Miscellaneous Ramblings by Tony Clegg-Butt

Posted on May 8th, 2012
Categories: News

I was dragged kicking and screaming to the movies the other day. Now don’t get me wrong, I love going to the movies.

This particular movie, the much-hyped and highest grossing in monetary terms in the world ‘The Hunger Games’, I had absolutely no interest in. Zippo!

My eldest said I didn’t understand; she was right, and to be honest I didn’t want to understand. When the plot was explained to me in the hope of convincing me to go, I didn’t get it. Maybe I didn’t want to, but that’s not the point.

Eldest said ‘It’s about young people killing other young people in some futuristic game set in the future’. But then why is it called ‘The Hunger Games’, I asked? ‘Oh, dad, you don’t get it. It’s about food and what it might be like in the future.’

My response was, ‘What about the killing bit?’

With no answer forthcoming and pressure being brought to bear by other young family members, we all trooped off to Westgate to see it. It was almost three hours long. If I’d known that beforehand I might have dug my heels in a little further.

So what did I think?

I didn’t want to think for fear of not getting it. I asked the young what they thought – the answers were inconclusive, other than ‘Wasn’t it great, dad?’  ‘Yes,’ I said, but didn’t really mean it. I didn’t get it, you see.

Killing each other for food is not exactly futuristic and yes, the story was about a game for hungry folk, with the last person standing getting the food. What is it about movies these days – all blood and guts and no credible story line?

The previews for forthcoming attractions were appalling: people again killing people, more blood and guts and the world coming to an end. I don’t know about you but I go to the movies to be entertained – this is not entertainment to my way of thinking.End of story.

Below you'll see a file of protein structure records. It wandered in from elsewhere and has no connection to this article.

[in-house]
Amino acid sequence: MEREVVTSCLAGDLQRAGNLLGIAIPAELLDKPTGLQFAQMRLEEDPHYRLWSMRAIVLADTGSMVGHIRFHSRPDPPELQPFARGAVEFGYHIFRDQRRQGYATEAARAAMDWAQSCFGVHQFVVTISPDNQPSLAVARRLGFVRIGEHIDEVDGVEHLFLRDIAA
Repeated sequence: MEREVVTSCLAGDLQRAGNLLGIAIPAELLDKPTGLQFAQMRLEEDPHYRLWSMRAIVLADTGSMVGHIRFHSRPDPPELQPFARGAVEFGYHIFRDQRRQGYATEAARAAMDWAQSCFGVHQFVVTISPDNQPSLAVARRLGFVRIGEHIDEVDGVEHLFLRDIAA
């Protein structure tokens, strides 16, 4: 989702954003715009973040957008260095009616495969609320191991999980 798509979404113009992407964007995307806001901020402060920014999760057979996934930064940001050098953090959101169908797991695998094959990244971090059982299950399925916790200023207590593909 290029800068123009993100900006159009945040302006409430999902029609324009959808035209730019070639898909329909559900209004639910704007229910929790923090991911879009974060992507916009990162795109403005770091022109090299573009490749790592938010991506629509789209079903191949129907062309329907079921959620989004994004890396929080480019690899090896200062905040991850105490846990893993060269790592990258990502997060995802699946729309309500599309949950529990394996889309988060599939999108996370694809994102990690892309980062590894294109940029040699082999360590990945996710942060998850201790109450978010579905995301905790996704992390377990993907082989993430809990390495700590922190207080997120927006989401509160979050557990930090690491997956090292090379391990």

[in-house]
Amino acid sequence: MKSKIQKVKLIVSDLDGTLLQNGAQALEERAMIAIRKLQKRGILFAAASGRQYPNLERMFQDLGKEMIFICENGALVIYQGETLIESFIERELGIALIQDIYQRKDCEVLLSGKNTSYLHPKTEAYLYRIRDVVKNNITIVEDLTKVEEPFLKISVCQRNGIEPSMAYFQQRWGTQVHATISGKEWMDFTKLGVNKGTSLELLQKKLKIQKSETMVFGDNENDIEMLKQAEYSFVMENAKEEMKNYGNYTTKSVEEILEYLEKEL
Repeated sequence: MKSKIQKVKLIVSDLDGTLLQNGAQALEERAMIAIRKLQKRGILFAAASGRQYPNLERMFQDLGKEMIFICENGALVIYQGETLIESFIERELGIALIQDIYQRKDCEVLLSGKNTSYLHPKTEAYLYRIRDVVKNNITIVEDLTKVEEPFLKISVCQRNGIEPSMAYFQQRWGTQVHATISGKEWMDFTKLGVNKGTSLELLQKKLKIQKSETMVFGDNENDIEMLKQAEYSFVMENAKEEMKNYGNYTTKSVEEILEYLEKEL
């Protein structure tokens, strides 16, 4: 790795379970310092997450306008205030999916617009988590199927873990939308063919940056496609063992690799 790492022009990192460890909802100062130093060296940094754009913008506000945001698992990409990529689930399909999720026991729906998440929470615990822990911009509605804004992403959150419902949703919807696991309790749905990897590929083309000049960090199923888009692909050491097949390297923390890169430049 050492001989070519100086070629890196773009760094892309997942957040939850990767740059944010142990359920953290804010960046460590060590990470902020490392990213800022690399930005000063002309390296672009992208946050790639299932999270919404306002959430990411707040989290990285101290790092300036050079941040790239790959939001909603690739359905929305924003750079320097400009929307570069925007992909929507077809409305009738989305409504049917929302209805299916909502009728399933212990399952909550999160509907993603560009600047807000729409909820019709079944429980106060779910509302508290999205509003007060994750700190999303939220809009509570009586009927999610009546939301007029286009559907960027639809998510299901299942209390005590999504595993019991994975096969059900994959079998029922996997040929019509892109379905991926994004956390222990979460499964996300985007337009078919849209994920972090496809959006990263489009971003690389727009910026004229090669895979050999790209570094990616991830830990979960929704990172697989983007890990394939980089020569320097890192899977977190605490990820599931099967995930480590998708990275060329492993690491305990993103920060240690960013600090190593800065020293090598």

My kids tell me there are two more films in The Hunger Games trilogy. What more can it tell, I ask. ‘Oh, dad, you don ‘t get it’.


Moving on. I received a security alert from a foreign government telling me that they knew of advanced plans to bomb locations in and around Nairobi in the coming weeks.

I’d rather, if they knew so much, that they went together with our own security forces and dealt with the miscreants and stop striking fear in those Nairobians who take this sort of thing seriously.

It reminds me of a time when I led a large global tourism and travel industry body. I was in Australia about to deliver a paper on travel advisories and how devastating they are to countries’ economies and to the people’s livelihoods that live in those targeted countries.

And how opinions formed should not be unilaterally broadcast, but rather by a more rounded approach to travel advisories. I’d have preferred, instead of one foreign government’s opinion, to include input from the targeted country as well as input from credible independent sources and any other government agencies before sending any such advisory.

While the global travelling public now pays little attention to most travel advisories, I’d say they would pay more attention say if they were more credible and less alarmist and misleading.

The international media picked up the advisory I referred to initially; the story was stretched to include a similar unilateral warning from another foreign government in January. Quite obviously there wasn’t very much to the story in the first place.

My talk in Australia was sadly over-shadowed by the Bali bombings where numerous Australians lost their lives unnecessarily. Why do I say unnecessarily?

Because incredibly it might have been averted if said foreign governments had exchanged intelligence and worked together in the first place.

I gave my talk, and added that while travel advisories were in place in my country, I did not live in a fortress or drive around in an armoured car; that I felt safe and so did my family and friends.

I still do.

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